Tiny Tim’s career took off in the 1960s when he gained attention from Hugh Romney, who introduced him to hip audiences high on LSD in New York and California. Despite his unconventional style, Tiny Tim welcomes and embraces by the crowd. He gained more popularity after opening for The Lovin Spoonful and Jimi Hendrix at The Scene, a New York club. Hendrix was particularly fond of Tiny Tim’s quirky behavior, and the two became friends.
In 1967, Tiny Tim caught the attention of Mo Ostin, president of Reprise Records, who saw him perform at The Scene and gave him a record deal. Ostin took Tiny Tim to Los Angeles and paired him with record producer Richard Perry and The Wrecking Crew to produce his first L.P., “God Bless Tiny Tim,” in April 1968. The album is a mix of ’20s and ’30s covers, and Tiny Tim showcases his falsetto and normal baritone voice.
Tip-toe Through The Tulips With Me
The opening track of the album, “Tip-toe Through The Tulips With Me,” is a cover of a 1929 song by Al Dubin and Joe Burke for singer Nick Lucas, who sings it in the film “Gold Diggers of Broadway.” The album also features “Livin’ in the Sunlight, Lovin’ in the Moon Light,” which appeared in the debut episode of SpongeBob SquarePants and helped Tiny Tim gain popularity among kids and teenagers.
“God Bless Tiny Tim” reached number seven on the Billboard 200, making it his only record to chart. With the album released, Tiny Tim performed the tracks on Rowan & Martin’s Laugh-In. In these performances, he would blow kisses as he took his ukulele out of a shopping bag to play “Tip-toe Through The Tulips With Me.” His appearance on the program led to appearances on The Tonight Show with Johnny Carson and The Ed Sullivan Show, further cementing his status as an iconic figure of the 1960s music scene.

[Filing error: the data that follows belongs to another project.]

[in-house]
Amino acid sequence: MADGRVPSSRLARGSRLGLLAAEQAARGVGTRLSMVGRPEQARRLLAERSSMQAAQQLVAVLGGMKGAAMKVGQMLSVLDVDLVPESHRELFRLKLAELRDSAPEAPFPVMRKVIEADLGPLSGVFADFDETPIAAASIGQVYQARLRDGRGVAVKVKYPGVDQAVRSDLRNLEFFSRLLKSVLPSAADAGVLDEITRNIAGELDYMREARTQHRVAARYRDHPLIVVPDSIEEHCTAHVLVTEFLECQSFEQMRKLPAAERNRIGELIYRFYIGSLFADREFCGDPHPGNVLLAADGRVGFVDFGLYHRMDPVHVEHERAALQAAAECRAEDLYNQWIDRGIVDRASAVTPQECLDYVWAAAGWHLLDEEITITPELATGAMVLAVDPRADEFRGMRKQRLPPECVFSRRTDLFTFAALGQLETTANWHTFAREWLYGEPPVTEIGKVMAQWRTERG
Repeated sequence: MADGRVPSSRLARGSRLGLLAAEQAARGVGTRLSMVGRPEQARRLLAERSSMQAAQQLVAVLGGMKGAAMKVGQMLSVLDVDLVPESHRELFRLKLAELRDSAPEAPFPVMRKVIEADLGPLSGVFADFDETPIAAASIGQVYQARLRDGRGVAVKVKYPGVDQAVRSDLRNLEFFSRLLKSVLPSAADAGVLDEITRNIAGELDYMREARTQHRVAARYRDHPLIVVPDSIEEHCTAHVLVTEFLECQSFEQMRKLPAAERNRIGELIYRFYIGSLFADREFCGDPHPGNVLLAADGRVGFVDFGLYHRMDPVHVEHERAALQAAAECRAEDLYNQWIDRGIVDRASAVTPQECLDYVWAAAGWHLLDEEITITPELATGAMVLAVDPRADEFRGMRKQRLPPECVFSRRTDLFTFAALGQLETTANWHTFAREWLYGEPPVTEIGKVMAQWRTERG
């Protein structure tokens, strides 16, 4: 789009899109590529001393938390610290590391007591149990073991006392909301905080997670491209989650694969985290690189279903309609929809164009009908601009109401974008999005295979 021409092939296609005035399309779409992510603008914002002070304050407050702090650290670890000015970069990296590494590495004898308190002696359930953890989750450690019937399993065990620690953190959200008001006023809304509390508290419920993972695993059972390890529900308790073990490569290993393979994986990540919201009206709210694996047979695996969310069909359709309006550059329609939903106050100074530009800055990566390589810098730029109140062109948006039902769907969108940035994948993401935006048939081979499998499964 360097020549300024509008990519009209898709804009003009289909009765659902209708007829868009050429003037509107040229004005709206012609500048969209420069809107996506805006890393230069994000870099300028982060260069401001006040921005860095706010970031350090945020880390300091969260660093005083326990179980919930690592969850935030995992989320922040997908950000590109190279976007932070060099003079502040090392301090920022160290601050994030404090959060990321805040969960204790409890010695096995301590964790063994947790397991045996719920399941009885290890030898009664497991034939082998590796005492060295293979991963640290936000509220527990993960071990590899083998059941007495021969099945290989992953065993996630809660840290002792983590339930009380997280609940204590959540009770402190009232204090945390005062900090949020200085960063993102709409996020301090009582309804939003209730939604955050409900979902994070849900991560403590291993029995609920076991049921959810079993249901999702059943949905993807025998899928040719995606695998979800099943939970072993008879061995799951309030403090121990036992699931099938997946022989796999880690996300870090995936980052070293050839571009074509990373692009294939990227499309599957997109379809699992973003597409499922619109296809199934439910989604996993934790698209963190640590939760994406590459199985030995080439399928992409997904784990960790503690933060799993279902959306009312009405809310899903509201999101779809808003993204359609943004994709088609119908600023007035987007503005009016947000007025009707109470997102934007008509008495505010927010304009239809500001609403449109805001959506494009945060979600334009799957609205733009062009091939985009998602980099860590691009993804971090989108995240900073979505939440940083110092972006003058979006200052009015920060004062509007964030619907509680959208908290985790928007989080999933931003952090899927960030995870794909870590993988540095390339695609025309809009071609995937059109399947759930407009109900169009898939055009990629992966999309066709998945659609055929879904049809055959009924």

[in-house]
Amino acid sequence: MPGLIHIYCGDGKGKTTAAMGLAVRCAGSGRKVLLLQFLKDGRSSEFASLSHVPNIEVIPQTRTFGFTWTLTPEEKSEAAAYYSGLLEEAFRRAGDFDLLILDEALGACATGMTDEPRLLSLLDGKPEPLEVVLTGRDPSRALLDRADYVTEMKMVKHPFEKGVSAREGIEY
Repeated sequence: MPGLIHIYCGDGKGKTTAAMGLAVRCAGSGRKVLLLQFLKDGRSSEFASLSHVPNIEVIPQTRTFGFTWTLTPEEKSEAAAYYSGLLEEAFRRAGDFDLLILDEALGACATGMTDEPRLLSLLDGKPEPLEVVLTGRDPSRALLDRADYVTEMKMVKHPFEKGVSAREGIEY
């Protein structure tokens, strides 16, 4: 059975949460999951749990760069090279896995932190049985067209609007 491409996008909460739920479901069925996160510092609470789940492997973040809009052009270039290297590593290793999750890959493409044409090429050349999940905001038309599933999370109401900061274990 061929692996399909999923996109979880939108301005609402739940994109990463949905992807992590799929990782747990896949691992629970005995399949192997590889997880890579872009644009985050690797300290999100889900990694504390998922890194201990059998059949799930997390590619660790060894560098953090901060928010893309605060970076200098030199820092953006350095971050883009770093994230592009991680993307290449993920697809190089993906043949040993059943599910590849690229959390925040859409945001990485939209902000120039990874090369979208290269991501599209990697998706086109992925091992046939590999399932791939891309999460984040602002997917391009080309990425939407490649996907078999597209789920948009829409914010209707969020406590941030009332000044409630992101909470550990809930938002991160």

On December 17, 1969, Tiny Tim marries Victoria Mae Budinger in a publicity stunt on The Tonight Show Starring Johnny Carson, which garnered around 40 million viewers. Tiny Tim writes his own wedding vows, which include a promise to not be “puffed up.” The announcement of their marriage follows the news that they were expecting a baby, which led to comedians jokingly suggesting the name “VicTim”. Sadly, the baby was miscarried. However, they later had another child who was born healthy. Despite the romantic hype surrounding their wedding, Tiny Tim and Miss Vicki mostly lived apart and divorced eight years later. Following their divorce, Tiny Tim married Jan Alweiss, also known as “Miss Jan,” in 1984 and later tied the knot with Susan Marie Gardner, known as “Miss Sue,” in 1995.
Decline and failed projects
Tiny Tim performed at the Isle of Wight Festival 1970 in August 1970, in front of a massive audience of 600,000 people. He sings a mix of English folk songs and rock and roll classics, which receives by the multinational crowd of hippies.
However, after this career highlight in the U.K., Tiny Tim’s television appearances decreased, and his popularity began to decline. He continued to perform in the United States, earning several lucrative appearances in Las Vegas. When he lost his contract with Reprise Records, he founded his own record label, named Vic Tim Records, which was a humorous combination of his and his wife’s names. His Vic Tim label released his next five singles in 1971 and 1972, but it ceased to exist afterward. A lone single release on Scepter Records in 1972. In 1973, he founded another record company named Toilet Records, which also folded. He was unable to record and release another album in the United States for three years.